A big and long overdue thank you to all of those who attended the statewide Race Matters conference held in December 2014 hosted by Voices for Children in Nebraska in conjunction with the Partners for Race and Equity in Nebraska. The objective of the conference was to utilize data from our 2014 Kids Count in Nebraska report to shine the spotlight and provide specific data on the racial disparities in the areas of Health, Education, Child Welfare, Economic Stability and Juvenile Justice. The conference was also intended to provide training on the Racial Equity Impact Analysis tool and to develop an action plan for moving forward in the years to come.
When the Annie E. Casey Foundation released its Race for Results policy report in April 2014, it aimed to bring greater understanding among policymakers and influential organizations of how race matters – and has always has mattered – in the policies, institutions and systems that shape the future of children and families in America. The policy report indicated how systems must focus on approaches that remove racial barriers to opportunity for children of color if we are going to be successful in improving outcomes for all children. The recommendations from the Race for Results report are: 1) gather and analyze racial and ethnic data to inform all phases of programs, policies and decision making; 2) use data and impact assessment tools to target investments to yield the greatest impact for children of color; 3) develop and implement promising and evidence-based programs and practices focused on improving outcomes for children and youth of color; and 4) integrate economic inclusion strategies within economic and workforce development efforts.
It appears however, that racial inequities seem to get national media attention only when riots break out in places like Ferguson and Baltimore in response to black teenagers and young men dying after coming into contact with police. So many instances of this happen in silence. After all, we live in a country where young black males are 21 times more likely than their white counterparts to be shot dead by police, according to a ProPublica analysis. Although police shootings are the most distressing indicators of inequity, there are many others, as the Race for Results index pointed out when it was unveiled a year ago. Children of color face the toughest obstacles to opportunity in America at every stage of their growth, and it has been happening for generations and centuries. It is well past time for honest and sincere conversations about race if we really mean what we say when we describe our country as a land of equal opportunity.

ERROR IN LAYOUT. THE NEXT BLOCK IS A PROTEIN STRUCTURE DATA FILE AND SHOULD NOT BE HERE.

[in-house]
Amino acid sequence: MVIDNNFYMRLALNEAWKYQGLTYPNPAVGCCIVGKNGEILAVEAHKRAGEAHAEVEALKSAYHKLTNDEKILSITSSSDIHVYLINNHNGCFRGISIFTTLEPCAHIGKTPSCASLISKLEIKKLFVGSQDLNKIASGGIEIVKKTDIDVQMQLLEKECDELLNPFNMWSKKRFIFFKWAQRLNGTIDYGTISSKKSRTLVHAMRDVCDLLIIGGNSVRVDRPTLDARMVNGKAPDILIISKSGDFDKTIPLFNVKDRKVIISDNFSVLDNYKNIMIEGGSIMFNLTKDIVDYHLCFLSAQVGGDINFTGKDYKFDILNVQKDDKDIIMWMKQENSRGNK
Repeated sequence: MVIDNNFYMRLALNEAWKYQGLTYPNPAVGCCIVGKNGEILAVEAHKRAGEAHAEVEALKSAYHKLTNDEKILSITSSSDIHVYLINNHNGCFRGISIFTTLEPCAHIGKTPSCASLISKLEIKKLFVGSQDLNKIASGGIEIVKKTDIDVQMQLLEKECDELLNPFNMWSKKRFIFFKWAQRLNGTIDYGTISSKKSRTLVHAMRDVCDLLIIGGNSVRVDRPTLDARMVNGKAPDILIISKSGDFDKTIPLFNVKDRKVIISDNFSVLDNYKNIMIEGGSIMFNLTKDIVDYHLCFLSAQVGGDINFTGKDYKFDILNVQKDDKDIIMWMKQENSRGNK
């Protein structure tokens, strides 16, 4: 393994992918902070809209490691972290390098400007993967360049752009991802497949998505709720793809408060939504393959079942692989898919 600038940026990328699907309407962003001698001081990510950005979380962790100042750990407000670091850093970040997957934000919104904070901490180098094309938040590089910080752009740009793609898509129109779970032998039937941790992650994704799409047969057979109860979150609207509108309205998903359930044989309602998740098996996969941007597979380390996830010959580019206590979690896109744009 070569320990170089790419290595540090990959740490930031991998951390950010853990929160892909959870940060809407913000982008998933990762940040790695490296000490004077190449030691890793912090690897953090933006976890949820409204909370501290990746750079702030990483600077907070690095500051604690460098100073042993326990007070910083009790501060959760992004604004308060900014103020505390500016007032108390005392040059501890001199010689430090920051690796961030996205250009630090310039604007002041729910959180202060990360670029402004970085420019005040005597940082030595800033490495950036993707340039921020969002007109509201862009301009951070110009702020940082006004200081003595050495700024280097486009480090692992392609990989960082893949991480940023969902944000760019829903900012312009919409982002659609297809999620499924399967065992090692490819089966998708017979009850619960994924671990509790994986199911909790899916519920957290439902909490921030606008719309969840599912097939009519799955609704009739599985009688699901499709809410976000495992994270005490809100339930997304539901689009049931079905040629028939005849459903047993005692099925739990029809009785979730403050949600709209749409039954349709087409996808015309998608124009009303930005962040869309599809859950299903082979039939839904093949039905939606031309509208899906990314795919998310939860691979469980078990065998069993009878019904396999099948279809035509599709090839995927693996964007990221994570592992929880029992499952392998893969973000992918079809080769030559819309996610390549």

The Race Matters Conference was intended to build on the Casey Foundation’s Race for Results Policy Report, and to inspire conversations that go beneath the surface and explore the structural roots of racial inequities. By definition, structural racism is racial bias across institutions and society and describes the cumulative and compounding effects of factors that systematically privilege white people and disadvantage people of color. One of the goals was to highlight how systems, policies and processes perpetuate structural racism, and how they do great harm to the very same children of color they are supposed to help.
As we know, various approaches exist to aid in advancing and achieving racial equity. Approaches can include emphasis on policies and practices, prejudice reduction, anti-racism training, healing, reconciliation, diversity, multiculturalism and civic engagement.
While all of these lenses are an important part of a multi-pronged approach to addressing racial disparities, the focus of this conference was on policies and practices. Achieving racial equity requires systems-level thinking. Individuals are not viewed as “bad actors” but as part of an interconnected system that involves both people and institutions. We all play a part in what occurs in Nebraska and we can all help to create change.
The Race Matters Conference was attended by more than 275 individuals from various sectors. We are happy to share the final results of the conference. You can find the results of the overall evaluations and demographic breakdown of day one and day two as well as the evaluation of each of the keynote speakers here:
- Race Matters Overall Evaluations
- Pre-conference Evaluation
- Race Matters Day 1 Evaluation
- Race Matters Day 2 Evaluation
You can find the results of the breakout sections here:
Please review the evaluations– paying special attention to the break out session summaries and potential next steps.
So where do we go from here? Potential next steps include but are not limited to the following:
- Reconvene those interested in the specific breakout sections to develop action plans, commitments and a timeline for moving the work forward in the areas of Child Welfare, Juvenile Justice, Health, Education and Economic Stability.
- Please let us know what you have done since the conference to incorporate the information and tools you learned to continue to move this work forward.
- In our effort to keep this work moving forward, Voices for Children has decided to create a Race for Results “Index” in the commentary section of our 2015 Kids Count Report similar to the national Race for Results report released in April of 2014 by the Annie E. Casey Foundation. We will be reaching out to this group to help us select the indicators for this Nebraska specific Race for Results Index.
Voices for Children is committed to continuing to partner with each of you who are passionate about moving this work forward. Stay tuned. More details to come.